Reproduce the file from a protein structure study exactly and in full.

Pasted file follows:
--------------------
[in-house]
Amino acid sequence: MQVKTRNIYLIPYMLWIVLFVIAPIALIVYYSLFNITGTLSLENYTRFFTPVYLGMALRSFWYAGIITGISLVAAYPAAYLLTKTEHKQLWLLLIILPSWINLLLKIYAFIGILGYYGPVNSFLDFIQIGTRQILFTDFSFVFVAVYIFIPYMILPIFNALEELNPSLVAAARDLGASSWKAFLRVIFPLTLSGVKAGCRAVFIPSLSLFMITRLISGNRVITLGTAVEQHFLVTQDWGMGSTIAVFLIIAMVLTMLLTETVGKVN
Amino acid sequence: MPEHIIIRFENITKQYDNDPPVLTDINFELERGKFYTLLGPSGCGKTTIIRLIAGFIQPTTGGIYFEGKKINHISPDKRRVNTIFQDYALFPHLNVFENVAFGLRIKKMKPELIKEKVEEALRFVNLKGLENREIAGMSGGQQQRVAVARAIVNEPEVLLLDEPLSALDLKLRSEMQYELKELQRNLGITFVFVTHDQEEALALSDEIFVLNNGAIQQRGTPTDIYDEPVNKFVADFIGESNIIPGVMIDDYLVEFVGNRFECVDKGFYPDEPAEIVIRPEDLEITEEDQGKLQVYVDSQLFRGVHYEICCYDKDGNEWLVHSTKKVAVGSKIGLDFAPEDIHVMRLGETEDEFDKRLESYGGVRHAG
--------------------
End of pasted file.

[in-house]
Amino acid sequence: MQVKTRNIYLIPYMLWIVLFVIAPIALIVYYSLFNITGTLSLENYTRFFTPVYLGMALRSFWYAGIITGISLVAAYPAAYLLTKTEHKQLWLLLIILPSWINLLLKIYAFIGILGYYGPVNSFLDFIQIGTRQILFTDFSFVFVAVYIFIPYMILPIFNALEELNPSLVAAARDLGASSWKAFLRVIFPLTLSGVKAGCRAVFIPSLSLFMITRLISGNRVITLGTAVEQHFLVTQDWGMGSTIAVFLIIAMVLTMLLTETVGKVN
Amino acid sequence: MPEHIIIRFENITKQYDNDPPVLTDINFELERGKFYTLLGPSGCGKTTIIRLIAGFIQPTTGGIYFEGKKINHISPDKRRVNTIFQDYALFPHLNVFENVAFGLRIKKMKPELIKEKVEEALRFVNLKGLENREIAGMSGGQQQRVAVARAIVNEPEVLLLDEPLSALDLKLRSEMQYELKELQRNLGITFVFVTHDQEEALALSDEIFVLNNGAIQQRGTPTDIYDEPVNKFVADFIGESNIIPGVMIDDYLVEFVGNRFECVDKGFYPDEPAEIVIRPEDLEITEEDQGKLQVYVDSQLFRGVHYEICCYDKDGNEWLVHSTKKVAVGSKIGLDFAPEDIHVMRLGETEDEFDKRLESYGGVRHAG